In a startling new study that involved research on both sides of the Atlantic, scientists from The Scripps Research Institute in Florida and the University College London (UCL) Institute of Neurology in England have shown for the first time that abnormal prions, bits of infectious protein devoid of DNA or RNA that can cause fatal neurodegenerative disease, can suddenly erupt from healthy brain tissue.
The catalyst in the study was the metallic surface of simple steel wires. Previous research showed that prions bind readily to these types of surfaces and can initiate infection with remarkable efficiency. Surprisingly, according to the new research, wires coated with uninfected brain homogenate could also initiate prion disease in cell culture, which was transmissible to mice.
The findings are being published the week of July 26, 2010, in an advance, online edition of the journal Proceedings of the National Academy of Sciences (PNAS).
"Prion diseases such as sporadic Creutzfeldt-Jakob disease in humans or atypical bovine spongiform encephalopathy, a form of mad cow disease, occur rarely and at random," said Charles Weissmann, M.D., Ph.D., chair of Scripps Florida's Department of Infectology, who led the study with John Collinge, head of the Department of Neurodegenerative Disease at UCL Institute of Neurology. "It has been proposed that these events reflect rare, spontaneous formation of prions in brain. Our study offers experimental proof that prions can in fact originate spontaneously, and shows that this event is promoted by contact with steel surfaces."
Infectious prions, which are composed solely of protein, are classified by distinct strains, originally characterized by their incubation time and the disease they cause. These toxic prions have the ability to reproduce, despite the fact that they contain no nucleic acid genome.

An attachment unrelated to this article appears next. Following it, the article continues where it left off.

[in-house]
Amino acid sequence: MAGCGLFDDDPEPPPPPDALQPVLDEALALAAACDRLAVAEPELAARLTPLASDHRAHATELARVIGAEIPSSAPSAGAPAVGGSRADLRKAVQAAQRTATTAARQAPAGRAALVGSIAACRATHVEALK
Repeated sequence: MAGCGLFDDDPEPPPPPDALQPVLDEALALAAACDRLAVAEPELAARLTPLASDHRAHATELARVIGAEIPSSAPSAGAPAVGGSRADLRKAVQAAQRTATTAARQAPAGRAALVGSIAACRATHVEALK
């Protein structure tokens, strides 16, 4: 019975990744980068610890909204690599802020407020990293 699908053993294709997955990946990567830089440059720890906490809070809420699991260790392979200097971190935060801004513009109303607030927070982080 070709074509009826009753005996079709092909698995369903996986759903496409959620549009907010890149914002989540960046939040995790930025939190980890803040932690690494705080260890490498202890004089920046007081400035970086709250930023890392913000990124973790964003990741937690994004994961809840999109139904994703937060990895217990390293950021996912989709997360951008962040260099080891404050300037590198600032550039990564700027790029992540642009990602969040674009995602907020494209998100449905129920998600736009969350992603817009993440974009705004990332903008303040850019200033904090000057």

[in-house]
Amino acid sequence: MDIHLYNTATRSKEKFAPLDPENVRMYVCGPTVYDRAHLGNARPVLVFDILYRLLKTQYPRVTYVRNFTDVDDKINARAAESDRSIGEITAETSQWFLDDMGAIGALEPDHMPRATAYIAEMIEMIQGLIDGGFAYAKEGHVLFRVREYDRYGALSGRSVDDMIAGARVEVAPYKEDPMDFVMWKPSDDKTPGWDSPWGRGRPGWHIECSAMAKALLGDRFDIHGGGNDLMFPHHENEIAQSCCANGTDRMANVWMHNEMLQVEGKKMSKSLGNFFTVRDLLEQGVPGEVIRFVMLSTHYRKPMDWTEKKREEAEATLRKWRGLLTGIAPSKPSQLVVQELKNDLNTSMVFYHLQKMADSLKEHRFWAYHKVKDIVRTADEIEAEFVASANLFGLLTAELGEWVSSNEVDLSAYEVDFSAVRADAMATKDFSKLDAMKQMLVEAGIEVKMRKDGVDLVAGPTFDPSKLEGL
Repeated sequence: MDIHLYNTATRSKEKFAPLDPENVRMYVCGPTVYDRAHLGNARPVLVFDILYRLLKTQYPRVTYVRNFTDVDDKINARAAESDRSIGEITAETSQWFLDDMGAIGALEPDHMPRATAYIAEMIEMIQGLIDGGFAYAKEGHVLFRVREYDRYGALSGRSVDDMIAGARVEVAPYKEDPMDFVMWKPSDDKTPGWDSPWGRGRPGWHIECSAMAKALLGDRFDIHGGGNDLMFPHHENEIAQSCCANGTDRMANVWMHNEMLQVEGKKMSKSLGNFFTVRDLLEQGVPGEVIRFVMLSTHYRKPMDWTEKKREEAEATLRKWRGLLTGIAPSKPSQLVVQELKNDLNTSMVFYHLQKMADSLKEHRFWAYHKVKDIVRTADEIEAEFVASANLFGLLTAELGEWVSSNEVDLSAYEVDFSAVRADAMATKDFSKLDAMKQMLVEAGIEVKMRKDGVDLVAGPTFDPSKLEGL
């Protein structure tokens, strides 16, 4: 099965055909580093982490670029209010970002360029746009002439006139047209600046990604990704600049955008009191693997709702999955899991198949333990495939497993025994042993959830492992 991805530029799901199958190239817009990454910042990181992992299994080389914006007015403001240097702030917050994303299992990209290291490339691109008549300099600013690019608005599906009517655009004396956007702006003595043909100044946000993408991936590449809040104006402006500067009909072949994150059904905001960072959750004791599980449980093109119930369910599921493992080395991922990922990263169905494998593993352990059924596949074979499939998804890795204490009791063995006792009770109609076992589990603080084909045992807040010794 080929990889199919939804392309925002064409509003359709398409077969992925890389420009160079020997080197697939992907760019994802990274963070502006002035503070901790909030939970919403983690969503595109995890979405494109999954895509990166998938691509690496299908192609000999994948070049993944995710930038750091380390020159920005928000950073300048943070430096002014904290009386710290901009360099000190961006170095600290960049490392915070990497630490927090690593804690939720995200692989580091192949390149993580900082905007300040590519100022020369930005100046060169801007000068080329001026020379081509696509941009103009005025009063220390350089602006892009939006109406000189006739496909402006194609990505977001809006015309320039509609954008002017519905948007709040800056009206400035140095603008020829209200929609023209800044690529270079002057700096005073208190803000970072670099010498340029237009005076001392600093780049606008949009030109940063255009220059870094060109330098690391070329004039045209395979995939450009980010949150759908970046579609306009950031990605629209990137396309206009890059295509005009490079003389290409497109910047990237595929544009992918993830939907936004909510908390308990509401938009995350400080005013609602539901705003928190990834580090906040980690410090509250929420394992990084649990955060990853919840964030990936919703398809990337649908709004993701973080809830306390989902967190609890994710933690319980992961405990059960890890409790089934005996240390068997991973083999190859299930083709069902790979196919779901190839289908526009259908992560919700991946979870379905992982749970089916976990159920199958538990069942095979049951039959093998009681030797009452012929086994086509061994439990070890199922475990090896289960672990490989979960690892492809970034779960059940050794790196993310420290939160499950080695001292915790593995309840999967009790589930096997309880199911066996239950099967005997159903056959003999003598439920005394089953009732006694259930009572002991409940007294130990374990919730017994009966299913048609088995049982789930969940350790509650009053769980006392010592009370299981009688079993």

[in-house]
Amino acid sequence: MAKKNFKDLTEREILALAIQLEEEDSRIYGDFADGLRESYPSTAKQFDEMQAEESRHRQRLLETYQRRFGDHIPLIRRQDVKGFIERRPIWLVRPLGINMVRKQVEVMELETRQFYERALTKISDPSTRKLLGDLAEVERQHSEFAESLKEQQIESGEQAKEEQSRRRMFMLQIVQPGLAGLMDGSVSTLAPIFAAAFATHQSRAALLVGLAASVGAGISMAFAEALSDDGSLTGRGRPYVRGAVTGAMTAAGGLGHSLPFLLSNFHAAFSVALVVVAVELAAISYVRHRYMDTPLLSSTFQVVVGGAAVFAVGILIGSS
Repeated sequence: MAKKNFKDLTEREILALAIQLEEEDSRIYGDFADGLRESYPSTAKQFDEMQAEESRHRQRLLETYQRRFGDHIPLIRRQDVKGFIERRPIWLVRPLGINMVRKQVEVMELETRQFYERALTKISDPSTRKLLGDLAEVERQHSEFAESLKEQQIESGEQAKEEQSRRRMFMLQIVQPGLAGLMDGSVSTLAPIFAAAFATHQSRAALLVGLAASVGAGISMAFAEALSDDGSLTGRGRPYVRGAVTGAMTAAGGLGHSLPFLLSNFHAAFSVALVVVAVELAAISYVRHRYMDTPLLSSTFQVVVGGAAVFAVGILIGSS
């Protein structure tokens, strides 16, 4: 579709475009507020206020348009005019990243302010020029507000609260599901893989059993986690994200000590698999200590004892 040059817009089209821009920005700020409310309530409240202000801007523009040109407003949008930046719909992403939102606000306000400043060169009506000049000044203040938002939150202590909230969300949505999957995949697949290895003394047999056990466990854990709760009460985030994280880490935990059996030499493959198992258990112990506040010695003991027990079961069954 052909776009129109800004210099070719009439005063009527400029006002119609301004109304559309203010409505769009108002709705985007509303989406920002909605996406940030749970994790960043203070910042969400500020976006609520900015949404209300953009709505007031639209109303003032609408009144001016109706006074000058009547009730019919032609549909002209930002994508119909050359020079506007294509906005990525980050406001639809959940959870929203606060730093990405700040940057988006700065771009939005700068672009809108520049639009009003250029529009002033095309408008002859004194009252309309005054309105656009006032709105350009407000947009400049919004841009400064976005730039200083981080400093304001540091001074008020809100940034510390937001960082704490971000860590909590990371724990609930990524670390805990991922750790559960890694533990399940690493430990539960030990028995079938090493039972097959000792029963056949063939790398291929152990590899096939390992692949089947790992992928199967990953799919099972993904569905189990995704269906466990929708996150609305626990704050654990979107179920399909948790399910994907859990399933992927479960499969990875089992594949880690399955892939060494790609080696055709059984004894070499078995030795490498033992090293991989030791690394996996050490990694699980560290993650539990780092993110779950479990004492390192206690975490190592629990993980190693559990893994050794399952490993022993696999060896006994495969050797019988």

Mammalian cells normally produce harmless cellular prion protein (PrPC). Following prion infection, the abnormal or misfolded prion protein (PrPSc) converts PrPC into a likeness of itself, by causing it to change its conformation or shape. The end-stage consists of large aggregates of these misfolded proteins, which cause massive tissue and cell damage.
A Highly Sensitive Test
In the new study, the scientists used the Scrapie Cell Assay, a test originally created by Weissmann that is highly sensitive to minute quantities of prions.
Using the Scrapie Cell Assay to measure infectivity of prion-coated wires, the team observed several unexpected instances of infectious prions in control groups where metal wires had been exposed only to uninfected normal mouse brain tissue. In the current study, this phenomenon was investigated in rigorous and exhaustive control experiments specifically designed to exclude prion contamination. Weissmann and his colleagues in London found that when normal prion protein is coated onto steel wires and brought into contact with cultured cells, a small but significant proportion of the coated wires cause prion infection of the cells – and when transferred to mice, they continue to spawn the disease.
Weissmann noted that an alternative interpretation of the results is that infectious prions are naturally present in the brain at levels not detectable by conventional methods, and are normally destroyed at the same rate they are created. If that is the case, he noted, metal surfaces could be acting to concentrate the infectious prions to the extent that they became quantifiable by the team's testing methods.
The first author of the study, "Spontaneous Generation of Mammalian Prions," is Julie Edgeworth of the UCL Institute of Neurology. Other authors of the study include Nathalie Gros, Jack Alden, Susan Joiner, Jonathan D.F. Wadsworth, Jackie Linehan, Sebastian Brandner, and Graham S. Jackson, also of the UCL Institute of Neurology.